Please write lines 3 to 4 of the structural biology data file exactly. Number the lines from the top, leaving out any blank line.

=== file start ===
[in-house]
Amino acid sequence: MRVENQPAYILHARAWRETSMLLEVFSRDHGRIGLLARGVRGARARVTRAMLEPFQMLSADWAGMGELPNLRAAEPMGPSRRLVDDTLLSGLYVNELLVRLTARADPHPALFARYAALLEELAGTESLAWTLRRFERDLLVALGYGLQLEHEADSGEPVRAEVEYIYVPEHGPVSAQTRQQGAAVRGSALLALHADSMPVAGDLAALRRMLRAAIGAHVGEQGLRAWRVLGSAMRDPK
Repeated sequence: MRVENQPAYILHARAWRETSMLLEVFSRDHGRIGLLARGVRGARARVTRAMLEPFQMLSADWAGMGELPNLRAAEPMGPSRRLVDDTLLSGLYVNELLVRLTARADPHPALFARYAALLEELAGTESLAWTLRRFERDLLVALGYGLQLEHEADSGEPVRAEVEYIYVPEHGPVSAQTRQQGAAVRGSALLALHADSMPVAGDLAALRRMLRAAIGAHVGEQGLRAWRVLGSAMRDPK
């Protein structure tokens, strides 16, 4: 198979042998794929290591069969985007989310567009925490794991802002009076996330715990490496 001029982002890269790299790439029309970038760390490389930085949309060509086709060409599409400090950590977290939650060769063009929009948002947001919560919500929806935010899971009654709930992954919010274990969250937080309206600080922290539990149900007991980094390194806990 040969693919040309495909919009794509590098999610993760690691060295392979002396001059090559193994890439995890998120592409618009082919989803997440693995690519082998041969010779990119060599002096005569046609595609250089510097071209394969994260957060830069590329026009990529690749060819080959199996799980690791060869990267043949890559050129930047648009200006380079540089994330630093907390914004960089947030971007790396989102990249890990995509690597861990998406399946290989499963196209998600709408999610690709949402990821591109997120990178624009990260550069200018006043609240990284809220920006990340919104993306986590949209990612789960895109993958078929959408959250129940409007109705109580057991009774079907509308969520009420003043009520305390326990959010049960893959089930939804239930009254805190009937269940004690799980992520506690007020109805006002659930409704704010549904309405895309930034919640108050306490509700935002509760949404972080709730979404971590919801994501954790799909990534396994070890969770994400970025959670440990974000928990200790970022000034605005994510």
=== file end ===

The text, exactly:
Repeated sequence: MRVENQPAYILHARAWRETSMLLEVFSRDHGRIGLLARGVRGARARVTRAMLEPFQMLSADWAGMGELPNLRAAEPMGPSRRLVDDTLLSGLYVNELLVRLTARADPHPALFARYAALLEELAGTESLAWTLRRFERDLLVALGYGLQLEHEADSGEPVRAEVEYIYVPEHGPVSAQTRQQGAAVRGSALLALHADSMPVAGDLAALRRMLRAAIGAHVGEQGLRAWRVLGSAMRDPK
């Protein structure tokens, strides 16, 4: 198979042998794929290591069969985007989310567009925490794991802002009076996330715990490496 001029982002890269790299790439029309970038760390490389930085949309060509086709060409599409400090950590977290939650060769063009929009948002947001919560919500929806935010899971009654709930992954919010274990969250937080309206600080922290539990149900007991980094390194806990 040969693919040309495909919009794509590098999610993760690691060295392979002396001059090559193994890439995890998120592409618009082919989803997440693995690519082998041969010779990119060599002096005569046609595609250089510097071209394969994260957060830069590329026009990529690749060819080959199996799980690791060869990267043949890559050129930047648009200006380079540089994330630093907390914004960089947030971007790396989102990249890990995509690597861990998406399946290989499963196209998600709408999610690709949402990821591109997120990178624009990260550069200018006043609240990284809220920006990340919104993306986590949209990612789960895109993958078929959408959250129940409007109705109580057991009774079907509308969520009420003043009520305390326990959010049960893959089930939804239930009254805190009937269940004690799980992520506690007020109805006002659930409704704010549904309405895309930034919640108050306490509700935002509760949404972080709730979404971590919801994501954790799909990534396994070890969770994400970025959670440990974000928990200790970022000034605005994510």